- Deductible: How much you must pay for the services your health plan covers before your coinsurance takes effect. Your plan may have a separate deductible for medical care and prescription drugs. Typically copay's do not count toward your deductible.
Typical costs that apply to your deductible include:
- Hospitalization, surgery and other procedures
- Lab tests, MRIs, CAT scans, surgical costs, anesthesia, physical therapy, and other medical devices
- Coinsurance: A fixed percentage you pay (ie. 20%) as your share of the costs for a covered health service after you have met your deductible. Before your deductible is met, you pay 100% of costs. You continue to pay the fixed percentage until you reach your out of pocket maximum.
- Out of Pocket Maximum: The most you will have to pay during a policy period (usually a year) for health care services you receive. Once you have reached your out-of-pocket maximum, your health insurance plan begins to pay 100%of the allowed amount.
- Networks: Some insurance companies contract with facilities, providers and suppliers to provide health care services in a group called a network. You can see providers who are outside of this “network”, but you may need to pay more. Check with your provider before you see someone outside of your network so you can understand the costs. When you enroll in an insurance plan, you will get a membership card or other paperwork that will have important information such as your name, member number, plan group number, co-payment and coinsurance information and important phone numbers. Make sure to keep your insurance card in a secure place and call your company to replace it if lost.
If you don’t understand how these terms apply to your plan, be sure to address them with your insurance company before enrolling into the plan.
From Coverage to Care
From Coverage to Care is an initiative by the Centers for Medicare and Medicaid Services to help people with new health care coverage understand their benefits and connect them with primary care and the preventive services so they can live a long and healthy life.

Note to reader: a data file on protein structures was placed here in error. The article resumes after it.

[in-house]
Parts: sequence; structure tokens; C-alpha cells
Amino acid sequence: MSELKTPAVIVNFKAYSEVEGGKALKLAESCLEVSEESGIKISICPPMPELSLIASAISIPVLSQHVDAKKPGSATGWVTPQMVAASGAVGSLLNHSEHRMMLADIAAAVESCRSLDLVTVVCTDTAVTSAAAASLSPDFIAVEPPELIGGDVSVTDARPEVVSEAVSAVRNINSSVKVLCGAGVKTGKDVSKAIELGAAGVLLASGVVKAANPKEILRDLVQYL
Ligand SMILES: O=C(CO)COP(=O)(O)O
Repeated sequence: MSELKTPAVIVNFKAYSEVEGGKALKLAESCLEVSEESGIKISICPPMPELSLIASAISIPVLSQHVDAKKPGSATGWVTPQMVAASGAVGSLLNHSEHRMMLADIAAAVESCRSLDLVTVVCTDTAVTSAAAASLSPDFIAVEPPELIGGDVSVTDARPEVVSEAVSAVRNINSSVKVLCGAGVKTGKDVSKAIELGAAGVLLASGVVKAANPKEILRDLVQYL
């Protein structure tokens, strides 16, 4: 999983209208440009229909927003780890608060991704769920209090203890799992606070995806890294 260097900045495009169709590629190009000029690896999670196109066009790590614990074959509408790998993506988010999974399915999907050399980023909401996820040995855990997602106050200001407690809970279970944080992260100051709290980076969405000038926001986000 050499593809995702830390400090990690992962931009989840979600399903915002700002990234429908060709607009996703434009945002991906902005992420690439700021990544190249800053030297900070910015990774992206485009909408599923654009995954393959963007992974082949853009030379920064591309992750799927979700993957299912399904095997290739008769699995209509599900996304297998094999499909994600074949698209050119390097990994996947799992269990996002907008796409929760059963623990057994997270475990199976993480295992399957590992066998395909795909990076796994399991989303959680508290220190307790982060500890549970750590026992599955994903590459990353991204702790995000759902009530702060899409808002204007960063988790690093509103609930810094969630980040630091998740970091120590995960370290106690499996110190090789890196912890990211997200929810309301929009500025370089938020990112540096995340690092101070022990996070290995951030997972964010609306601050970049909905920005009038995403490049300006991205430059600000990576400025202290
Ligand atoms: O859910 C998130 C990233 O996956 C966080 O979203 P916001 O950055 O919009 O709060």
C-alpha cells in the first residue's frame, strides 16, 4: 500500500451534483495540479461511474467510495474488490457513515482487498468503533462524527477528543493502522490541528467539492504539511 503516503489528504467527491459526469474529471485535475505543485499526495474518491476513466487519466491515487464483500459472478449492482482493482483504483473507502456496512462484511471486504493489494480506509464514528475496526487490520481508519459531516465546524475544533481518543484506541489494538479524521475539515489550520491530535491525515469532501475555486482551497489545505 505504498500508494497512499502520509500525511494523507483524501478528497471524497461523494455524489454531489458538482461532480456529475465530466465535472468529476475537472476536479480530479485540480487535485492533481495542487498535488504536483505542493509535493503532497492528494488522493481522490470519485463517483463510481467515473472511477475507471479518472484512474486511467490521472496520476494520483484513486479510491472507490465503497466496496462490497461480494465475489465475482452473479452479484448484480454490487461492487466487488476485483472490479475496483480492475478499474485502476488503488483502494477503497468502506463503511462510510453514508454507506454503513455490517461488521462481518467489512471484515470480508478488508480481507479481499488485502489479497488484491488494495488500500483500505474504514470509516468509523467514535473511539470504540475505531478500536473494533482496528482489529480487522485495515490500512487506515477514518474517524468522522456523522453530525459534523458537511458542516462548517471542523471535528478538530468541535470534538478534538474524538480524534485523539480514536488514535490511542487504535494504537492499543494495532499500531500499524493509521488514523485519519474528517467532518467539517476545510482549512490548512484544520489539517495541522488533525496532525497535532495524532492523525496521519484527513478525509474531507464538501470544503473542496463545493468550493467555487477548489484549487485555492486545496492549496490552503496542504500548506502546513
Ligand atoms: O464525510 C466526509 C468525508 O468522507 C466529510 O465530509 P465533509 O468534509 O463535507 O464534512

Getting the Most out of your Coverage.
Use your coverage to stay healthy:
Even though you may not feel sick it is still important to have regular check-ups and preventative care. Preventative care a key part of addressing the health disparities the Latino community faces.
One of the most important parts to making sure you regularly visit the doctor is to make sure you find a doctor you like and trust. A long-term relationship with your primary care provider is important to ensuring you get the best care. Primary care providers include general practice, family practice, internal medicine, pediatrics and usually, obstetrics and gynecologists. This is the person you will see for your check ups instead of going to the emergency room.
Do not be afraid! Some people are afraid to see a doctor or health care professional because they are afraid of hearing bad news. If you see a doctor regularly, you have a better chance of identifying and treating any health concerns before they become an issue.
Discussions to have with your doctor:
Do not be afraid or embarrassed to approach your doctor with any of your health concerns. They are there to help you. If you hide information from your doctor, it may hinder their ability to diagnose and treat you.
Ask your doctor questions if you:
- Have questions or concerns about your health
- Are unsure how to change your routines to feel less tired, have better habits, be healthier
- What are some lifestyle changes you should make to be healthier? Are you having all of the screenings you should? Screenings are important as they check for diseases or illnesses before symptoms appear. Early detection allows for early treatment and better outcomes. Some important screenings include blood pressure and cholesterol screenings.
- Be physically active
- Make healthy food choices
- Achieve and maintain a healthy weight
- Be tobacco free
- Manage stress
Are you taking all of the preventative medicines you should? Ie. Regular aspirin to help prevent heart disease.
Do you have all of the immunizations and/or shots you need? Ie. flu shot, shingles vaccine.
Getting a regular check-up will allow you to learn how your age, gender, family history, and health behaviors can affect your chances to live a longer, healthier life.
Regularly seeing a doctor can help you: